Numbers: Prime Numbers/ Reductio ad Absurdum

A prime number is a natural number that can only be divided by 1 and itself. Also remember that 1 is not a prime number! Thus the first few prime numbers are 2, 3, 5, 7, 11, 13, 17, 19, 23, 29, ...

The following fact is the foundation of a lot of number theory---that part of mathematics that investigates natural numbers, prime numbers, and divisibility:

Theorem 5: Every natural number is uniquely the product of some prime numbers.

Really large numbers are very difficult and time consuming to factor.

Theorem [Euclid]: There are infinitely many prime numbers.

Proof: Again we use the "Reductuo Ad Absurdum" method. Assume there are only finitely many prime numbers P1, P2, P3...Pn. Now take the product of all these prime numbers and increase by 1, you get A=P1xP2xP2Pn+1. Dividing A by P1 leads to remainder 1, the same for the other n prime numbers, thus none of the prime numbers divides A. Since A must have a unique factorization into prime numbers, the only remaining possibility is that A itself prime, which is a contradiction to the assumption that P1, P2, P3...Pn are all the prime numbers (note that A is larger than all these). That means that the opposite of the assumption must be true.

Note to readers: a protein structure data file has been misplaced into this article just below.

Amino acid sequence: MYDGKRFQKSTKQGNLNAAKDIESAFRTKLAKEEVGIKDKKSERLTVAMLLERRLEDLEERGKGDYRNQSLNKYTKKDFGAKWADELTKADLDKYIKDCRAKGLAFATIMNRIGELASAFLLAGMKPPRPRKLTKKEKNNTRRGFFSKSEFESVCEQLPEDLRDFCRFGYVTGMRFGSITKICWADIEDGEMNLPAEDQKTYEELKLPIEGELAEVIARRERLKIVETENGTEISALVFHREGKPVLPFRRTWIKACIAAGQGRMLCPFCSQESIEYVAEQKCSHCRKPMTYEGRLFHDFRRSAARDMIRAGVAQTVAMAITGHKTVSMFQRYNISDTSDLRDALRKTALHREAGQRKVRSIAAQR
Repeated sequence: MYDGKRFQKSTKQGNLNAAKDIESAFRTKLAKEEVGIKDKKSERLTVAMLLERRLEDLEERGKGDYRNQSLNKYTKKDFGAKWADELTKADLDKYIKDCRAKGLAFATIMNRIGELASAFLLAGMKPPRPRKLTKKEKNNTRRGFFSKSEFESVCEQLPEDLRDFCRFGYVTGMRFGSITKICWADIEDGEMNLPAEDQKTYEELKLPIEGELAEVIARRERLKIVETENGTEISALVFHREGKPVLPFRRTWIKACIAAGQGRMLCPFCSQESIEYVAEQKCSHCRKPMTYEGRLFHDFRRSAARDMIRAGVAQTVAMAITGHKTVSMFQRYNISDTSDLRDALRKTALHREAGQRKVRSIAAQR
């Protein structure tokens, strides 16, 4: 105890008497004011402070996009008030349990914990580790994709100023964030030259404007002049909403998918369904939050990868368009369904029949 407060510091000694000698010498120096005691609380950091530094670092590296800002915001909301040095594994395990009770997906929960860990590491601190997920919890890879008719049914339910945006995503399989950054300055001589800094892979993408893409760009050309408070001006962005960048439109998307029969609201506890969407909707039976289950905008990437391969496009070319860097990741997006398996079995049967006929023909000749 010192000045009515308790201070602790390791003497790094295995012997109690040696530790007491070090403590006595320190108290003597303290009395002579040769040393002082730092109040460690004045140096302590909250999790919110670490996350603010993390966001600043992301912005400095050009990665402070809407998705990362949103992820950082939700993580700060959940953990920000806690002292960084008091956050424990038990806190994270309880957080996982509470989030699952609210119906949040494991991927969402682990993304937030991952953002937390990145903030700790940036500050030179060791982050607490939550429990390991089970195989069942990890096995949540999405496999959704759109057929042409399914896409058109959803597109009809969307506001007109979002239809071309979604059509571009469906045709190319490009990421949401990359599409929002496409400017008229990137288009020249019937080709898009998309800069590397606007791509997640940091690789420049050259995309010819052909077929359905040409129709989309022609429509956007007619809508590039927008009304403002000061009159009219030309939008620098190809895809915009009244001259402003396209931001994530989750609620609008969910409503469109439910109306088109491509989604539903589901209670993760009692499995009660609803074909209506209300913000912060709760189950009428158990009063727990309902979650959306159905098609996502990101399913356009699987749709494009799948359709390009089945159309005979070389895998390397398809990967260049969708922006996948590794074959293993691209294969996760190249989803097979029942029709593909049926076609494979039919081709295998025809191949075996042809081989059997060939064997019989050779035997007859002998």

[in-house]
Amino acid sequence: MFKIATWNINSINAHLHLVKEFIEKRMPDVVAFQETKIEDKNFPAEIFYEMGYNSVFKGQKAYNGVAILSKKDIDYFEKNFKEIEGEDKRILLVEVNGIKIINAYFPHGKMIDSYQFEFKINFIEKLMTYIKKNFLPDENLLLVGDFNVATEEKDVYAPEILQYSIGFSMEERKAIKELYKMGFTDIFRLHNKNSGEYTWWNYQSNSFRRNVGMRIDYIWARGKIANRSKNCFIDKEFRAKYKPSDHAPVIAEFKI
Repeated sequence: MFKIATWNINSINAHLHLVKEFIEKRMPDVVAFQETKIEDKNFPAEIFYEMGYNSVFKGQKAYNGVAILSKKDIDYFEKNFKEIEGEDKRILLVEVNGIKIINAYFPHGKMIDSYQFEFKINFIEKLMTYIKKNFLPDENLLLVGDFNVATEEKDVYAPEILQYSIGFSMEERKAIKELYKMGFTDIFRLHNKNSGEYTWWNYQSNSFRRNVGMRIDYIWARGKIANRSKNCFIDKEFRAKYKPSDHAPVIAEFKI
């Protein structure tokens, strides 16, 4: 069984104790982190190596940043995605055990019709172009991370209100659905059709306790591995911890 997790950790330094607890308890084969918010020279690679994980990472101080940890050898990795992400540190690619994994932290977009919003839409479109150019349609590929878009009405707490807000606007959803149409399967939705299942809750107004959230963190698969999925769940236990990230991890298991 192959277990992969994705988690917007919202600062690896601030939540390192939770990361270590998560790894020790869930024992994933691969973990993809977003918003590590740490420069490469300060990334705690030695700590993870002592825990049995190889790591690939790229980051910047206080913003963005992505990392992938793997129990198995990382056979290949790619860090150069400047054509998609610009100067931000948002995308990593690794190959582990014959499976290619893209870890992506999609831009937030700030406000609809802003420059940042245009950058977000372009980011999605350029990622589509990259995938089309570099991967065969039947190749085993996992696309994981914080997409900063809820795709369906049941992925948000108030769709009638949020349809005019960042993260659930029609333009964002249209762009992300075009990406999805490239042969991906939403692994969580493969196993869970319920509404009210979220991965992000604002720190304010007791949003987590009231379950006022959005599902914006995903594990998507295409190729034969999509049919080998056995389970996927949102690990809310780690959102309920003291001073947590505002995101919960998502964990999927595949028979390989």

"Reductio ad absurdum, which Euclid loved so much, is one of a mathematician's finest weapons. It is a far finer gambit than any chess gambit: a chess player may offer the sacrifice of a pawn or even a piece, but a mathematician offers the game."
G.H. Hardy

Further Reading:


  1. a) Express the numbers 12, 15, 162, and 120 as product of prime factors.
    b) Is the number 654321 prime?
  2. Is the number 123456789 prime? Describe the method you would use to attack the problem if you had time enough, even if you don't.
  3. a) Are there three consecutive prime numbers?
    b) How many multiples of the number 39 are prime? Why?
  4. Show that the five consecutive numbers 6·5·4·3·2+2, 6·5·4·3·2+3, 6·5·4·3·2+4, 6·5·4·3·2+5, 6·5·4·3·2+6 are all non-prime.
    b) What are the smallest five consecutive non-prime numbers?
  5. Show that there are arbitrarily large stretches of consecutive numbers all of them being non-prime.